Question: Tell me about a time where you were exposed to your customers or their feedback?
The candidate works for a direct competitor to Amazon.
There was some discussion about who the candidate’s customers were since he was working on projects exposed only to internal users.
The candidate gave a story about how the customers thought a new version of their software was to slow for their use-case and threatened to move to another internal product. To solve this, he implemented a quick bug fix and then later a long term solution.
Question: How do you prioritize what customers want vs what the business needs?
The candidate gave the same story as in Question 1, describing the tradeoff between doing it fast and doing it right. He quickly did the hotfix for the customer even at the cost of the codebase and then later did the long time solution to fix the codebase.
Competency asserted: Customer Obsession
Job title: Software Development Engineer (SDE II)
Interviewer role: Software Development Manager, Software Development Engineer (SDE III)
The candidate demonstrated a tendency to blame customers for deficiencies in his software (for example: “users were writing SQL queries in a strange way” even though the queries were perfectly valid).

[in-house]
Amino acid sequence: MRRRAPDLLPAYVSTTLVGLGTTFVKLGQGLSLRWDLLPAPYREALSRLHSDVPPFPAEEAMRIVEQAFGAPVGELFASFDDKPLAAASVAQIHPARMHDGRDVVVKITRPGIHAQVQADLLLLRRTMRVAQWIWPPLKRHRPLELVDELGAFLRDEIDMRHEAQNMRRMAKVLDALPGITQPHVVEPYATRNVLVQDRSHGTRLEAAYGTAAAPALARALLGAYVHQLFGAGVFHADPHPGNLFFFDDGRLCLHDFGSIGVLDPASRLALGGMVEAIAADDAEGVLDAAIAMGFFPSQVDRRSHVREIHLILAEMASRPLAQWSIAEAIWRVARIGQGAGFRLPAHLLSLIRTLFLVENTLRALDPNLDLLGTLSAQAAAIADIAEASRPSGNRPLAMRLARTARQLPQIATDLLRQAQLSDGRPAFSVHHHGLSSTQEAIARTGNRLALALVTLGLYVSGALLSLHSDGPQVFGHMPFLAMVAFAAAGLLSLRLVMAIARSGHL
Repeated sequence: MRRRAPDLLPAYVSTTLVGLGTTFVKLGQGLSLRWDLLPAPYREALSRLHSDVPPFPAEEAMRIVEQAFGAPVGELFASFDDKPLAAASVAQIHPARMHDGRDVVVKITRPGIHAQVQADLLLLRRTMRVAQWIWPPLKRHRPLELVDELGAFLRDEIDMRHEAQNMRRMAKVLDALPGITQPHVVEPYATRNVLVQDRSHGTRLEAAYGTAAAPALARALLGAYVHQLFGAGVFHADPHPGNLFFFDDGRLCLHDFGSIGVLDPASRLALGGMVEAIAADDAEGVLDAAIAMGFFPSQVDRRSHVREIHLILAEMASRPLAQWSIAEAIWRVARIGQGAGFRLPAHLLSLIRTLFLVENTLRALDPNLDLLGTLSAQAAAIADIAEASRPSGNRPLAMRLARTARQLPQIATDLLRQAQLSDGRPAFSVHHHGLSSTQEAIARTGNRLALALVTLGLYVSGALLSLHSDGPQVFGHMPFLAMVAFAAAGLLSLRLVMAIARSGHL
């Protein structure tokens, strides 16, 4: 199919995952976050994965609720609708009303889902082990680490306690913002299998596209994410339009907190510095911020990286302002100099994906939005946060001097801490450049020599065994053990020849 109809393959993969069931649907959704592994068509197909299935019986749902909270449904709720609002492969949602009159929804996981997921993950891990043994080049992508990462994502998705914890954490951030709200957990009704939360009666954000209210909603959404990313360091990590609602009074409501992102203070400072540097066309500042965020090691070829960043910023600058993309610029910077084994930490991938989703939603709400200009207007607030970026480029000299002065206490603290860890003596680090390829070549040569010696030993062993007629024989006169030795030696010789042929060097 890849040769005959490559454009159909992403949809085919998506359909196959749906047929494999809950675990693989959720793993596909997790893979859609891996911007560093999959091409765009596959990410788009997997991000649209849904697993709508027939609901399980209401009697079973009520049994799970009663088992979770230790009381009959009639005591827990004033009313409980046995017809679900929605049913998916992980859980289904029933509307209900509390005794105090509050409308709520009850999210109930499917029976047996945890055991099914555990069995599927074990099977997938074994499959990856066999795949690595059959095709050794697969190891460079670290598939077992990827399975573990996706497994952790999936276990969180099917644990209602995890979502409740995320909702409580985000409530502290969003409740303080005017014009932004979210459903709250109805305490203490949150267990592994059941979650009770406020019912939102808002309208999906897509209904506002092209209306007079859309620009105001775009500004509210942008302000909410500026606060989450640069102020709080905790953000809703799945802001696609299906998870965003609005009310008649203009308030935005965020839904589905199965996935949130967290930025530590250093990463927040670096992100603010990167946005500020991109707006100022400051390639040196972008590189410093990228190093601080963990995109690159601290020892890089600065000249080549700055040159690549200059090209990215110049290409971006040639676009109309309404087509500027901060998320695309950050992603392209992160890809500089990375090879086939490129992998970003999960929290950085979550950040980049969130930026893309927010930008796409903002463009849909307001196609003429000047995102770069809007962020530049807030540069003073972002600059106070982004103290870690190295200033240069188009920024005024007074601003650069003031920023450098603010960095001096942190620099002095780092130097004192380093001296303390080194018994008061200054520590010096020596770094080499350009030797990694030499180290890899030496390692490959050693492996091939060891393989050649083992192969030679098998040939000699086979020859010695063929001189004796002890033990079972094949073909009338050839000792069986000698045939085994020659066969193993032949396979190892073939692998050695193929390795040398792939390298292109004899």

This shows a lack of customer obsession because he should have tried to understand the problem from the customer perspective instead of calling their view “weird” and incorrect.
The candidate struggled to provide examples of situations in which he actively advocated for improving the products he maintains on behalf of his customers. Often his first examples didn’t address the question and required multiple follow-ups to understand the connection.
Similarly, examples of making tradeoffs between customer vs. business needs were limited in depth.
Respect your customers. Without customers, there is no business. Without business, well, you don’t get paid.
The candidate kept saying the users (customers) described their problems in weird ways. This seems problematic because he should be trying to understand his customer better from their perspective.
I have observed a common trait in many software engineers after more than a decade in Software Engineering. Software Engineers tend to blame customers for misusing their applications. Instead of saying, the customer did something “weird,” you could rephrase into: “We were not supporting/handling that customer usage.” Blaming rarely pays off.
Big tech companies are customer-centric. They understand the value of customers. They don’t want to hire people who don’t care about customers because those engineers may not build the right thing.